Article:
November marks 75 years since NSW State Parliament passed the Library Act, a landmark legislation that led to free public library services for people throughout the state. Libraries have come a far way since that time, and as we celebrate this milestone, I reflect on why I became a librarian.
It started in the middle of a youth services course, where I was speaking to a friend who had her head bowed over some application papers. Peering over her shoulder, I inquired about what she was doing. She told me that she was writing up her application to begin a Library and Information course. I quizzed her more, “What do you mean, a librarian course? What kinds of things do you study?” That evening, I looked up everything I could about librarians and the course and decided that this would be something that I wanted to do.
Although I liked books, and being around them would be a bonus, I can’t say it was the books that made me enter the profession; rather, it was my background in community and social justice.
My first few positions were in Islamic schools, which really spurred my deep concern for literacy and learning in young people – especially those coming from minority backgrounds. From there, my journey led me to where I am now: a Children’s and Youth Services librarian at one of the largest Metropolitan library services in the state.
Today, many libraries encourage young people to make noise, get creative and – best of all – get imaginative. Story times are becoming interactive, where even mothers are encouraged to sing along and read stories and finish popular nursery rhymes. Libraries are encouraging families to read together from birth to focus on early childhood brain development.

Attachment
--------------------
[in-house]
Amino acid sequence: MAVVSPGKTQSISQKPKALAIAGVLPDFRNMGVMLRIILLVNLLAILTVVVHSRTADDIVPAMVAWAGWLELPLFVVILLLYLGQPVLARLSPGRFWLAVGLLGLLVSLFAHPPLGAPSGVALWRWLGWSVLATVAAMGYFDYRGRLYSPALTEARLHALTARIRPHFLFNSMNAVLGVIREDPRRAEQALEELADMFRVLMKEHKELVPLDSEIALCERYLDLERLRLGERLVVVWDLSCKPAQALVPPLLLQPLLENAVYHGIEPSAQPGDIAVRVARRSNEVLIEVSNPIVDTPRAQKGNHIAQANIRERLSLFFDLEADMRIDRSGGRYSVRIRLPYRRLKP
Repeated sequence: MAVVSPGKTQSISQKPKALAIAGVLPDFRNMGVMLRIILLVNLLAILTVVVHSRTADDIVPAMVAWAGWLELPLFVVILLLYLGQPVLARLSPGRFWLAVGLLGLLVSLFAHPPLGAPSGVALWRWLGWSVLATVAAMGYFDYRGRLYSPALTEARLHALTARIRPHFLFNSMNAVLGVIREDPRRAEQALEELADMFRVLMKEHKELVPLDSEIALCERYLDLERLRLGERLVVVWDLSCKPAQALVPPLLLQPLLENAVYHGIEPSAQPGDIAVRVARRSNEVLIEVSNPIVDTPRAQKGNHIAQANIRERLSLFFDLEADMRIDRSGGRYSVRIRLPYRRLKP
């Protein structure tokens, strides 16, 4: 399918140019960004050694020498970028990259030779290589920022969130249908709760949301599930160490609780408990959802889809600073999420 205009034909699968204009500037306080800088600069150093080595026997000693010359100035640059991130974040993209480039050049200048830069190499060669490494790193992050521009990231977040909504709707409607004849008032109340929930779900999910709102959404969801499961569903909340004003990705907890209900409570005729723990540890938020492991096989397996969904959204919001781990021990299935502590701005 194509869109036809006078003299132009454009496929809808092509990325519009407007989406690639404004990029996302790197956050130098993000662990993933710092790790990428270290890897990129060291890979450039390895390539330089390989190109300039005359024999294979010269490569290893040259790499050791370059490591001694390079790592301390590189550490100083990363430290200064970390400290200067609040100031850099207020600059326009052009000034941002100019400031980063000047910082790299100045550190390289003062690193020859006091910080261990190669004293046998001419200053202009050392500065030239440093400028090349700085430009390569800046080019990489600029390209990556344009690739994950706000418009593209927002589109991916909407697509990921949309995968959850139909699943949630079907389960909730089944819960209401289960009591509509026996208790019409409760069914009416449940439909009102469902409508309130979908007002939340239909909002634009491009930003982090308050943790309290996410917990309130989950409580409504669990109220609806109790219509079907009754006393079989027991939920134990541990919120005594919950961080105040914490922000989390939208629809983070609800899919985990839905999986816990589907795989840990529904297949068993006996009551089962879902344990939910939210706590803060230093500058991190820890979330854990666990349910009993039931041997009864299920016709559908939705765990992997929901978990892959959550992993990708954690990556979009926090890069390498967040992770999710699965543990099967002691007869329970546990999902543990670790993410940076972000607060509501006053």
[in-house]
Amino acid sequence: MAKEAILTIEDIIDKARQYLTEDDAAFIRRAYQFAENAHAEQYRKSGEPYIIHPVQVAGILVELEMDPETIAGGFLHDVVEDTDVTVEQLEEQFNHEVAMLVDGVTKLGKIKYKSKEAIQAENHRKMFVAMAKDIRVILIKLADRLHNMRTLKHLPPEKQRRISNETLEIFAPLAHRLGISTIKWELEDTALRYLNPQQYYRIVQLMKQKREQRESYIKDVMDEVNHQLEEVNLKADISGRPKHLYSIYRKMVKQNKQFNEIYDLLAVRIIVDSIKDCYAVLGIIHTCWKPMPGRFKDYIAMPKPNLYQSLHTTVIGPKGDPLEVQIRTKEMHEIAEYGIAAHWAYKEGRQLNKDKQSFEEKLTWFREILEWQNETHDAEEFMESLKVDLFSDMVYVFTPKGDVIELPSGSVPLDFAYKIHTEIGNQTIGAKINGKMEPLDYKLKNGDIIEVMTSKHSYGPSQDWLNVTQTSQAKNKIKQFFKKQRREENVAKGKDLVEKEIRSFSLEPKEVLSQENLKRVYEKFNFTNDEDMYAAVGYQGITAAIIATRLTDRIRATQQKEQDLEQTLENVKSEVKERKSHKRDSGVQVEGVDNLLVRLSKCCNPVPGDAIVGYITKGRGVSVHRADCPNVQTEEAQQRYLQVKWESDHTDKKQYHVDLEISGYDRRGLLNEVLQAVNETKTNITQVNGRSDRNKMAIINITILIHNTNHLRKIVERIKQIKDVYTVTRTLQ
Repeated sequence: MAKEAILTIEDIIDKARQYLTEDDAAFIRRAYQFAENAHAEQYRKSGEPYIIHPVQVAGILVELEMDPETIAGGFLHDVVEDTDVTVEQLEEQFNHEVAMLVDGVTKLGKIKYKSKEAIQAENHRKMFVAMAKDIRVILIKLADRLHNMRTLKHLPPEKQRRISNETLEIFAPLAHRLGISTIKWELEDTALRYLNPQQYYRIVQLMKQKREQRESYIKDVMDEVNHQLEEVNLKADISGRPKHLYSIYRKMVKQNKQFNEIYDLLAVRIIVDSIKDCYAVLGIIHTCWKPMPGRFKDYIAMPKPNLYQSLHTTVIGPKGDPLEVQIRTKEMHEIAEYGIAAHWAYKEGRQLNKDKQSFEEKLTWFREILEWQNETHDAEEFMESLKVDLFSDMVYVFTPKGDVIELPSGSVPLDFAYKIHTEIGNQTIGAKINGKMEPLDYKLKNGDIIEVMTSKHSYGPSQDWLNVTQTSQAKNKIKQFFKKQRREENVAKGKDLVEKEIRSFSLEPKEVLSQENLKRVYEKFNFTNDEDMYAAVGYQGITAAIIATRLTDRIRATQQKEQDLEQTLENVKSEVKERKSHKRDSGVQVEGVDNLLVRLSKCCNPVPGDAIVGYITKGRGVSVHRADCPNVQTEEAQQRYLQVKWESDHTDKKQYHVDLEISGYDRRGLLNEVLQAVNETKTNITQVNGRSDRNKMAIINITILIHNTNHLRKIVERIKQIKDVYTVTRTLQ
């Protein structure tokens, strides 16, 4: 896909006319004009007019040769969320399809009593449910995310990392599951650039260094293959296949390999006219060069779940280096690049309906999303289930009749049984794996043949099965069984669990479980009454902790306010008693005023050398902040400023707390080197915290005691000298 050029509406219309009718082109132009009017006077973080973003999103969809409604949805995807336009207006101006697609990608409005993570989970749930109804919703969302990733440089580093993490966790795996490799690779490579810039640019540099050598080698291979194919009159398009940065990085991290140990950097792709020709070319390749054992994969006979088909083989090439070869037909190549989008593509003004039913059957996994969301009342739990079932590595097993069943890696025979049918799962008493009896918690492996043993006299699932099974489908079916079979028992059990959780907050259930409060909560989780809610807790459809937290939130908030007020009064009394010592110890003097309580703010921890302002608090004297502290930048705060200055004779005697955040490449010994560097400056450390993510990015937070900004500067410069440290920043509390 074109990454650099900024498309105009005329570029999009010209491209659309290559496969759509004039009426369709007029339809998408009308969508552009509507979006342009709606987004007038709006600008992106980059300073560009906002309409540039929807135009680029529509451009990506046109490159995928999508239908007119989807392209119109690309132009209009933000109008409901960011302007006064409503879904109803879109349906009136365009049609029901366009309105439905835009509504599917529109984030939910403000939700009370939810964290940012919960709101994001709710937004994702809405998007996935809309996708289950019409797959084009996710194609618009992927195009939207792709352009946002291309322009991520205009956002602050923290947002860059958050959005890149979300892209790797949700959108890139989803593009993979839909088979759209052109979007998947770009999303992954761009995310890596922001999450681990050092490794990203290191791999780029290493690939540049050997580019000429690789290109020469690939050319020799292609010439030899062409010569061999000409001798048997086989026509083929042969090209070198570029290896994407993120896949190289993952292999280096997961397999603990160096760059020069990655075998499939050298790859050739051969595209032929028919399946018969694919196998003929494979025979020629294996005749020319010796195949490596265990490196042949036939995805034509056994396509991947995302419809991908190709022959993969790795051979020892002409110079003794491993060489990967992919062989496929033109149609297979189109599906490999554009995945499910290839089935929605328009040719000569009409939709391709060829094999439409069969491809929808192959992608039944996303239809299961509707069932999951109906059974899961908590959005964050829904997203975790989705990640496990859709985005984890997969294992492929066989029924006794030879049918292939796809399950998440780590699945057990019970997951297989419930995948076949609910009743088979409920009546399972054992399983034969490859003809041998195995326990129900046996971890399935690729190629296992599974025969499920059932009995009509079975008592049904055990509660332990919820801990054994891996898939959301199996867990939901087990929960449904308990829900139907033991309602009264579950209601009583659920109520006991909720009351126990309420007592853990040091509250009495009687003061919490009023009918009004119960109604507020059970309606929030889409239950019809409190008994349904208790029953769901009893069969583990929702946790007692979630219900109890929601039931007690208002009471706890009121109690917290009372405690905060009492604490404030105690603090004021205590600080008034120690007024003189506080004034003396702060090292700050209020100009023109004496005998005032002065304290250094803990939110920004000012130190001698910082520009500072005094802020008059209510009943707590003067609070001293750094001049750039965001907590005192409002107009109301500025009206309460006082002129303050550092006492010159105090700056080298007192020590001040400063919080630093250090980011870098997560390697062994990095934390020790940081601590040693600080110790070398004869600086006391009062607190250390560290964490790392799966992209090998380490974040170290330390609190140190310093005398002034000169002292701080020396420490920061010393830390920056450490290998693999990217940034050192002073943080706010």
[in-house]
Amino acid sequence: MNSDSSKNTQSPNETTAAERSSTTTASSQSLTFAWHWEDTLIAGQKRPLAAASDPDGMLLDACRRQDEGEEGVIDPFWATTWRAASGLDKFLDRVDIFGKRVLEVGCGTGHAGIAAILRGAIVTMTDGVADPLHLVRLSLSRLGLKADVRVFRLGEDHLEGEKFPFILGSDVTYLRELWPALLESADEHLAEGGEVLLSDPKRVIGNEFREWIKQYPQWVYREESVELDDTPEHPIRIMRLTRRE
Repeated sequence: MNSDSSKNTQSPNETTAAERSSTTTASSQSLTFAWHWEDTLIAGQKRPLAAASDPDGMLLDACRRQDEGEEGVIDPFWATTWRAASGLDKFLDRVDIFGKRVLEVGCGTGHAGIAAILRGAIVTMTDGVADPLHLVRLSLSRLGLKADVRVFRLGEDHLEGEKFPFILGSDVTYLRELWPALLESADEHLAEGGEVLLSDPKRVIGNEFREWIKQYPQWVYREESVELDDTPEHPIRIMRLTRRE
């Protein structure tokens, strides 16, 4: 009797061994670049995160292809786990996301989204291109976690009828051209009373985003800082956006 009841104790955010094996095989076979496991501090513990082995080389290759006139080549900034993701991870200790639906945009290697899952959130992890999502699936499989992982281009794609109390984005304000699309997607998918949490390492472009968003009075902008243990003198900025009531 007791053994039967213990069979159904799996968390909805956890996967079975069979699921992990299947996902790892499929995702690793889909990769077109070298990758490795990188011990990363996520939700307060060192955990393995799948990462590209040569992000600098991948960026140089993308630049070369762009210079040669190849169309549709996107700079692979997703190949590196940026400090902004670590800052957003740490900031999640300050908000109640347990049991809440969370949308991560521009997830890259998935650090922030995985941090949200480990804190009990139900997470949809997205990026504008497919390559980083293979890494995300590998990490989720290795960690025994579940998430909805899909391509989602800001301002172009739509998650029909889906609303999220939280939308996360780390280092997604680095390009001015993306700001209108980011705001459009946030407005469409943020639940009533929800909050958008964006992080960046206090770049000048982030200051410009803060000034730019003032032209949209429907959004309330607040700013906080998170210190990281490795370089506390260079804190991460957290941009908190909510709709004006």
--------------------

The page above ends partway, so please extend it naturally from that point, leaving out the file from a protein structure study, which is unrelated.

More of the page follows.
More recently, my attention has expanded to the use of social media in libraries. Libraries and librarians are always looking at ways to promote their programs and collections to different community sectors. Social media has been a fantastic tool to create awareness of libraries and their changing spaces both online and physical. It is certainly changing the manner in which people interact with libraries, and is changing the landscape for librarians.
For many people, the false idea that technology will somehow forever wipe out the concept of a library makes me more resolute to share this fact: libraries are increasingly utilsing technology with which the public can play and, more specifically, many libraries are forefront in advocating that these technologies be readily and easily accessible for anyone to use.
Indeed, libraries are adapting to the changing technological landscape in so far as they are moving towards a more public participatory democracy, where program and services are tailored specifically to their community needs. Technology is utilised in these centres to build wonderful experiences that can be shared and had, over and over again, allowing libraries to show the world that the very nature of democratising information and resources for everyone is alive and well. In fact, libraries had been advocating and fighting for free use long before the Library Act, as discussed in the famous Munn-Pitt report of 1935. This advocacy in social justice is what encouraged me to begin my journey into library-land.
Libraries historically have always been about more than books. The success of libraries is due to the communities that actively hold them up. Although technology has certainly moved and pushed libraries along, there never has there been a more exciting time to walk into a library and enjoy what librarians have actively advocated for their community: You.
By Hiba Kanj
Hiba is a librarian in NSW with a love for changing traditional spaces into participatory spaces for all. By day is a youth advocate and by night she advocates for the human rights of refugees and asylum seekers, especially those in detention centre across Australia. Hiba can be found talking more about libraries on the twitter handle @kanjhiba.